AutFest, the international film festival celebrating movies, TV and short films that raise awareness for autism, returned for its second year to honor “The Good Doctor,” “Atypical” and Sony Pictures Entertainment.
Hosted by the Autism Society in Los Angeles, AutFest screened 16 projects from 2017 and 2018 that were made by autistic filmmakers or helped spotlight those on the autism spectrum, holding an awards ceremony on Sunday night. Ed Asner, who serves as chair of the festival’s committee, presented Netflix show “Atypical,” which follows an autistic teenager as he jumps into the dating world, with the spotlight award, giving a shout out to star Keir Gilchrist.
“We applaud your gift you bring to this show and how you portray your character with such dignity and grace, that’s the bottom god damn line,” he said.
“Atypical” creator and executive producer Robia Rashid said that the show is “a story I felt driven to tell, it’s a story I felt lucky to tell, it’s a story about being different which I think is important, especially right now,” thanking the autism community for sharing its stories and being a welcoming group. ABC’s “The Good Doctor,” which follows star Freddie Highmore as a young autistic surgeon, was also honored with the spotlight award.
“Thank you for embracing us, thank you for teaching us, thank you for walking us through something that so many people continue to learn about every day,” said “The Good Doctor” co-star Nicholas Gonzalez during his acceptance speech. “I stand here and make a promise to you that that’s something we will continue to strive to do. We will always have an open ear, an open heart and open arms for the community and you’ve shown nothing but that for us and for that I just want to say thank you to each and every one of you here.”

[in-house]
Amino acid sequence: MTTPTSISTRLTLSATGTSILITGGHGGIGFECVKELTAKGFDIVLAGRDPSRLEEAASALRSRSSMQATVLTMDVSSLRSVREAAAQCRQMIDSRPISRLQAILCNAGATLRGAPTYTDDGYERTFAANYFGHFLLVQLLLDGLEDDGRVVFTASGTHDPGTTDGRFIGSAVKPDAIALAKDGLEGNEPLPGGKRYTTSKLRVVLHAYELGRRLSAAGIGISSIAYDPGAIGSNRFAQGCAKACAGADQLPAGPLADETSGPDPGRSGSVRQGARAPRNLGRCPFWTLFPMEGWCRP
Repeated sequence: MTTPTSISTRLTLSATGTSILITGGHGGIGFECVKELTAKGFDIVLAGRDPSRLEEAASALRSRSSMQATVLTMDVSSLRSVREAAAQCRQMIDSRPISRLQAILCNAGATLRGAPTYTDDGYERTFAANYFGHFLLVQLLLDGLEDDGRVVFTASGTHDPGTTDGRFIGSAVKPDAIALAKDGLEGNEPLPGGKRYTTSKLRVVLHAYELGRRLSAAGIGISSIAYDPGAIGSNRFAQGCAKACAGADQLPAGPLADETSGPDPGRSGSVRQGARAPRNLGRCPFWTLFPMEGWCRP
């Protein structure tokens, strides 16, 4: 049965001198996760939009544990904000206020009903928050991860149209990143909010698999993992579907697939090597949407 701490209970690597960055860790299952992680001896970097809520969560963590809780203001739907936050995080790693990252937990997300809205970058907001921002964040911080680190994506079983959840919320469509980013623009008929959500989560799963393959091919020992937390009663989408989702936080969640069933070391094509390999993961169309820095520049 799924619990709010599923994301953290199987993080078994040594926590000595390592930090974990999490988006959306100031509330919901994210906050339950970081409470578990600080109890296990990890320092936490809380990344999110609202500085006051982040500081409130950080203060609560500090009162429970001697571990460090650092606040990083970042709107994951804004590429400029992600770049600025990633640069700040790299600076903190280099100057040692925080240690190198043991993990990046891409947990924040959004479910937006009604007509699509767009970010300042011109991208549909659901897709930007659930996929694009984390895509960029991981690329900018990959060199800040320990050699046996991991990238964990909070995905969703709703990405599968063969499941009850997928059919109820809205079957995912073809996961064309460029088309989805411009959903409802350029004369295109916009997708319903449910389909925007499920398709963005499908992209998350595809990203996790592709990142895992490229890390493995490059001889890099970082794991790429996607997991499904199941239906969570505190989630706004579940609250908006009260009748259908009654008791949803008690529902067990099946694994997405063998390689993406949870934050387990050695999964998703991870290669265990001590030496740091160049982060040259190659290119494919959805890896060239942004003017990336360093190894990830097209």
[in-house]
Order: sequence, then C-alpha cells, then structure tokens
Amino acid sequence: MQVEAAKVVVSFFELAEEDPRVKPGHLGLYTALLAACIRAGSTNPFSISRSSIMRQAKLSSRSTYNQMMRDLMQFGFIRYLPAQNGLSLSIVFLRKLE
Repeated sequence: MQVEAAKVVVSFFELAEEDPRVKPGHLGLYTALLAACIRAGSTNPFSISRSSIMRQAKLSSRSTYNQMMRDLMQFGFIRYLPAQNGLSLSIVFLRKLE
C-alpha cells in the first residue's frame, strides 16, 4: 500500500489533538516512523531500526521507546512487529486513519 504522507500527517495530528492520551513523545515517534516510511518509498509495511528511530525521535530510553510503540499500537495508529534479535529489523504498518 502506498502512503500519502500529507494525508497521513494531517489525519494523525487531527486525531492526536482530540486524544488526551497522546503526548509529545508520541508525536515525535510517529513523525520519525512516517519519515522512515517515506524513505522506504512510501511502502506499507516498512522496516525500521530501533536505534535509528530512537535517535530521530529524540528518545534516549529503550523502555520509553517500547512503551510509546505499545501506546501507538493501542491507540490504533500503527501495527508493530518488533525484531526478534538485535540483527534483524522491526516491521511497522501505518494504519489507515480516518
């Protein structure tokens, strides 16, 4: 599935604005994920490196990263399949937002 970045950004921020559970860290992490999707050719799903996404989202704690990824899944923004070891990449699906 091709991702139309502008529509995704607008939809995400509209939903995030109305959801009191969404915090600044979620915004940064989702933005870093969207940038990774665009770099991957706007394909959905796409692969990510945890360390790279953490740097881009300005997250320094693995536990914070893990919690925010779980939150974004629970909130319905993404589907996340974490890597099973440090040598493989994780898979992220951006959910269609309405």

Sony Pictures, the studio behind “Atypical,” “The Good Doctor” and “Roman J. Israel,” which was also screened at AutFest, received the visionary award for its commitment to a positive portrayal of those with autism. The honor was presented to president of Sony Pictures Television Studios Jeff Frost and co-presidents of Sony Pictures Television Chris Parnell and Jason Clodfelter.
“This is an incredibly important award for us, probably more important than most others you could receive,” Frost said in his speech. “The entertainment industry has the opportunity not only to entertain but also to inform, to educate and to enlighten viewers and we are so fortunate to be working with these showrunners to bring such important issues to audiences in an entertaining and compelling manner.”
He added, “We fully intend to continue the mission of spreading positive awareness about autism spectrum order, not only through these two shows but through many other projects in the future.”
Jennifer Jason Leigh, “Veep’s” Gary Cole and Richard Schiff also took part in AutFest events throughout the weekend.
(Pictured: Sony Picture TV co-presidents Chris Parnell and Jason Clodfelter with Sony Pictures TV Studios president Jeff Frost)